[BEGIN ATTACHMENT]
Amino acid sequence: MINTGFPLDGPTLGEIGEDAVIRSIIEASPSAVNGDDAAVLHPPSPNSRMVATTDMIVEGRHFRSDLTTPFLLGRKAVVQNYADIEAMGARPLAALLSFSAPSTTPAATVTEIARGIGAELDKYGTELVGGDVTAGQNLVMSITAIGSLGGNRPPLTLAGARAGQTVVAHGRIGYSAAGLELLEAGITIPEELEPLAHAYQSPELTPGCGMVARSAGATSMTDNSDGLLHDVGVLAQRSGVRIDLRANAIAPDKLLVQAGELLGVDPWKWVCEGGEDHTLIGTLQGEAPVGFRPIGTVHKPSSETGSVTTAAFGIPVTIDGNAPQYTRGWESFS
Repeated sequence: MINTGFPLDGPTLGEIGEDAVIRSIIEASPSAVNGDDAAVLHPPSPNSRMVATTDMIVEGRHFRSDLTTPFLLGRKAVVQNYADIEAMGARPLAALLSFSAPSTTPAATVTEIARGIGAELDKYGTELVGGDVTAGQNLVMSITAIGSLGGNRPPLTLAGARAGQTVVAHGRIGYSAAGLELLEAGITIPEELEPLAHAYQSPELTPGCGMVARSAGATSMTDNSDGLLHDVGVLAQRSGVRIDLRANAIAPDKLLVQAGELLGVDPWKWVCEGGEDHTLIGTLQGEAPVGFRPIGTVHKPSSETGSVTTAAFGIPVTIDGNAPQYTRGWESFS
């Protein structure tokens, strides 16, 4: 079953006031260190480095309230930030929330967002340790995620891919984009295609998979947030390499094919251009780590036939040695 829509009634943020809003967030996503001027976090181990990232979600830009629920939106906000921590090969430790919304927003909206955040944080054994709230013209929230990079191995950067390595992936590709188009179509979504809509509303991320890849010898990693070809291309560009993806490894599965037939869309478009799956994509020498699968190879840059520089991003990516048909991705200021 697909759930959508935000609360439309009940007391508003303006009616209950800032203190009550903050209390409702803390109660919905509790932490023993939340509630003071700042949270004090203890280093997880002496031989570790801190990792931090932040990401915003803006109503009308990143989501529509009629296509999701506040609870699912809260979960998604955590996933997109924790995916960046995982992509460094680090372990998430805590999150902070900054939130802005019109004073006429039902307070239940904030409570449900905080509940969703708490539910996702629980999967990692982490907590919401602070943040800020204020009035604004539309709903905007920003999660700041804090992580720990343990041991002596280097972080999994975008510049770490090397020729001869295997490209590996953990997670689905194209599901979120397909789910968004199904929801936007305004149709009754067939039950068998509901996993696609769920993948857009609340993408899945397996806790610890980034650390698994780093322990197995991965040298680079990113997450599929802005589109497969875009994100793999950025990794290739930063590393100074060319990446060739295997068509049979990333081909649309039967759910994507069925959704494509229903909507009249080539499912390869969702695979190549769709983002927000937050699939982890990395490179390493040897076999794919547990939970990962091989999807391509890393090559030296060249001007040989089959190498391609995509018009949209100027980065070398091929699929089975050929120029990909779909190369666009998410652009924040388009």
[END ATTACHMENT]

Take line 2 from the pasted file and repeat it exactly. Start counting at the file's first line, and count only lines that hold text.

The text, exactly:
Repeated sequence: MINTGFPLDGPTLGEIGEDAVIRSIIEASPSAVNGDDAAVLHPPSPNSRMVATTDMIVEGRHFRSDLTTPFLLGRKAVVQNYADIEAMGARPLAALLSFSAPSTTPAATVTEIARGIGAELDKYGTELVGGDVTAGQNLVMSITAIGSLGGNRPPLTLAGARAGQTVVAHGRIGYSAAGLELLEAGITIPEELEPLAHAYQSPELTPGCGMVARSAGATSMTDNSDGLLHDVGVLAQRSGVRIDLRANAIAPDKLLVQAGELLGVDPWKWVCEGGEDHTLIGTLQGEAPVGFRPIGTVHKPSSETGSVTTAAFGIPVTIDGNAPQYTRGWESFS